If you have played around with Citrix Provisioning services, you will quickly realize that the TFTP Service can be a pretty big single point of failure. The TFTP service is typically installed on the Provisioning Servers and is responsible for sending down a bootstrap .BIN file during the PXE boot process that helps the machines begin their streaming boot process. The .BIN file contains various configuration settings and a list of available Provisioning Servers within the environment for the clients to retrieve their vDisks from.
Here is a quick overview of the flow: A client machine boots up and does a PXE boot. A defined DHCP scope responds with an IP address and option 66 that tells the machine the IP address of the TFTP server. The client machine contacts the TFTP server to download the .BIN file and proceeds to stream down it’s OS from one of the available Provisioning servers.
The issue with the DHCP option is that it will only accept a SINGLE entry. If you point it towards one of the Provisioning Servers hosting the TFTP service, you’ve effectively BROKEN the Provisioning HA capabilities (at least if the one server you define goes down).
So how do we ensure proper High Availability for the TFTP service?
If you have a Citrix NetScaler, you are COVERED! Although any hardware based load balancer will probably work just as well. Basically, you need to set up a VIP for your TFTP service.
When using the NetScaler, the TFTP service can be checked for availability and functionality at regular intervals on all available provisioning servers. If there is issue or an outage on one of the servers or services, it will be automatically removed from the load balancing list maintained by the NetScaler. Rather than configuring the DHCP option to point directly to a TFTP server, a NetScaler vServer could be created and its Virtual IP address would be used to provide the level of redundancy we need for enterprise solutions. You can get more information on configuring the NetScaler at the Citrix KB : CTX116337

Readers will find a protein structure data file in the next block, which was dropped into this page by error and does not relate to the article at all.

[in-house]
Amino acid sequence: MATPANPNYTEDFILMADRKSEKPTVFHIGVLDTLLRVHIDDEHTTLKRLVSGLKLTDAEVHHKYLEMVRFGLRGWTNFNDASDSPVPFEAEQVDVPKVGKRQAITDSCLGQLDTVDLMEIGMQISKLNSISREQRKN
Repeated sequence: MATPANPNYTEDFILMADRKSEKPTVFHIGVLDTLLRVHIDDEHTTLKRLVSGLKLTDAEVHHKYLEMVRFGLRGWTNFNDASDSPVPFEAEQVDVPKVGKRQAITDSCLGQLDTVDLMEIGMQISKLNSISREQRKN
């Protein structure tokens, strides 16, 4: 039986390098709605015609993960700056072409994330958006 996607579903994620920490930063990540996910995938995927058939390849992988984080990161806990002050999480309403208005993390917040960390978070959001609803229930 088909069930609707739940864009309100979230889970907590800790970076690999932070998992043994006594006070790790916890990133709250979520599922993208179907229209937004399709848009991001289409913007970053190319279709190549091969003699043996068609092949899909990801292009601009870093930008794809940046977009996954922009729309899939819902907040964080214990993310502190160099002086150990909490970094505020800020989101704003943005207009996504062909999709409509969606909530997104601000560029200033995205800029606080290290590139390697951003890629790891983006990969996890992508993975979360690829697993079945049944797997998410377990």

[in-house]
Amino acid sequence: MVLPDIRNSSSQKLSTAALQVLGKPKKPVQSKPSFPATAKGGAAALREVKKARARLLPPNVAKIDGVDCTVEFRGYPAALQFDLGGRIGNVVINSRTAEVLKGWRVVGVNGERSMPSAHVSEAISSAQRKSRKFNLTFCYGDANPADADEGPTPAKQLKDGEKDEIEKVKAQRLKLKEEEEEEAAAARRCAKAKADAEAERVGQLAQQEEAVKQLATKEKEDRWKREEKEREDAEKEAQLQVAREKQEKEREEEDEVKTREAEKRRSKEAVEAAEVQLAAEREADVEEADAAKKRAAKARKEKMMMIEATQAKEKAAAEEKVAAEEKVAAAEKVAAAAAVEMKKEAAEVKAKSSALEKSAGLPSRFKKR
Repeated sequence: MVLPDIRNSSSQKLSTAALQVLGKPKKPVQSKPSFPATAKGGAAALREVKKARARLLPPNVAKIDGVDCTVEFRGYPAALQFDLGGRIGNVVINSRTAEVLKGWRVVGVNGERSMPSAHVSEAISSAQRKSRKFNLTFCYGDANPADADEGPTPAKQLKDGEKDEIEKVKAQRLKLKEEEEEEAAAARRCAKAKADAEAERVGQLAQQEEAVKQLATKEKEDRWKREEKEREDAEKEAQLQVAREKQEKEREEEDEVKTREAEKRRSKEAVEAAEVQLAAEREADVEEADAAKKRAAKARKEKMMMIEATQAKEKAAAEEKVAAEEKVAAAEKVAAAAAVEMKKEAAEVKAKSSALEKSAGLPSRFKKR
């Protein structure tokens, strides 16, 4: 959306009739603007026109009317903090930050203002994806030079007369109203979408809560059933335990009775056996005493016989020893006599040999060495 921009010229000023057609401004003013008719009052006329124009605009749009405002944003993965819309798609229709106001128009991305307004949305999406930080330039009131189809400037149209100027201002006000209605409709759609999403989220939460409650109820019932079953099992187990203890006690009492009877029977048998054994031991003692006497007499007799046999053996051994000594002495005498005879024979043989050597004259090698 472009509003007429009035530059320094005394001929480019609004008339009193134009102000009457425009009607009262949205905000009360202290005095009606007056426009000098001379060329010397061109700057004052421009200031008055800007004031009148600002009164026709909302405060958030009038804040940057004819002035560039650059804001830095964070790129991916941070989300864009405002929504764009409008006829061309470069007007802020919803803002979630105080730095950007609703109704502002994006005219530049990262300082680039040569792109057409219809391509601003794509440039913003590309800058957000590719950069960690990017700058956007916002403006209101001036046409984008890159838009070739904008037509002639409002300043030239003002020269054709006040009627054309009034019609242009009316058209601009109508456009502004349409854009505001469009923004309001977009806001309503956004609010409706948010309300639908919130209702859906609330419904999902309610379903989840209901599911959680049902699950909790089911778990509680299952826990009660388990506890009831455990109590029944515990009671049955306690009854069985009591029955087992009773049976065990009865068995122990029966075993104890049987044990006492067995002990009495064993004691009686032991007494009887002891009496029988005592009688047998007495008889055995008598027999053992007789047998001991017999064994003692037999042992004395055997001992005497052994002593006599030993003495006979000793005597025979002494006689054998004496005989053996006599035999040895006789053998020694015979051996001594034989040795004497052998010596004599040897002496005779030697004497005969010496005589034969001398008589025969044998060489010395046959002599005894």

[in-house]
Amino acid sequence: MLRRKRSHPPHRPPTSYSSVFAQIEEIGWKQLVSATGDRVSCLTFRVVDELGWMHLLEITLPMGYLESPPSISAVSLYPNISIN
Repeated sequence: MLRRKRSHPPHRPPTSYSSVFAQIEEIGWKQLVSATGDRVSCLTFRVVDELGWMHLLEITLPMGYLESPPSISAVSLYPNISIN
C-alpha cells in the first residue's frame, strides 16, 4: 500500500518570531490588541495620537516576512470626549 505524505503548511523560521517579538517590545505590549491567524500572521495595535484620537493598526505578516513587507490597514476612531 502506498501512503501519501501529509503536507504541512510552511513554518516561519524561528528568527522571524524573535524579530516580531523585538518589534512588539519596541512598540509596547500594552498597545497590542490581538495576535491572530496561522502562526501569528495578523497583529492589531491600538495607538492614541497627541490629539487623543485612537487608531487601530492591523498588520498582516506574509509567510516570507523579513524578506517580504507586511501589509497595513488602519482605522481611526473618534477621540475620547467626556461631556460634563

If you haven’t sprung for a NetScaler or similar hardware load balancer yet, you can use a DNS Round Robin solution. For this, a fully qualified domain name (FQDN) can be configured within the DHCP option 66. The DNS Round Robin entry will contains a list of multiple IPs instead of a single IP. In this scenario all systems corresponding to the IPs configured, are used rotationally, so if you experience an outage on one system, the other systems should respond next time. Setting automatic reboots within the BIOSes of the target machines will ensure that they keep requesting IPs until they receive a working TFTP server. To minimize the impact of an outage, short DNS time to lives (TTLs) for the FQDN can be configured.
DNS Round Robin isn’t the greatest solution but the price is good for the added level of protection you will get and better than nothing at all.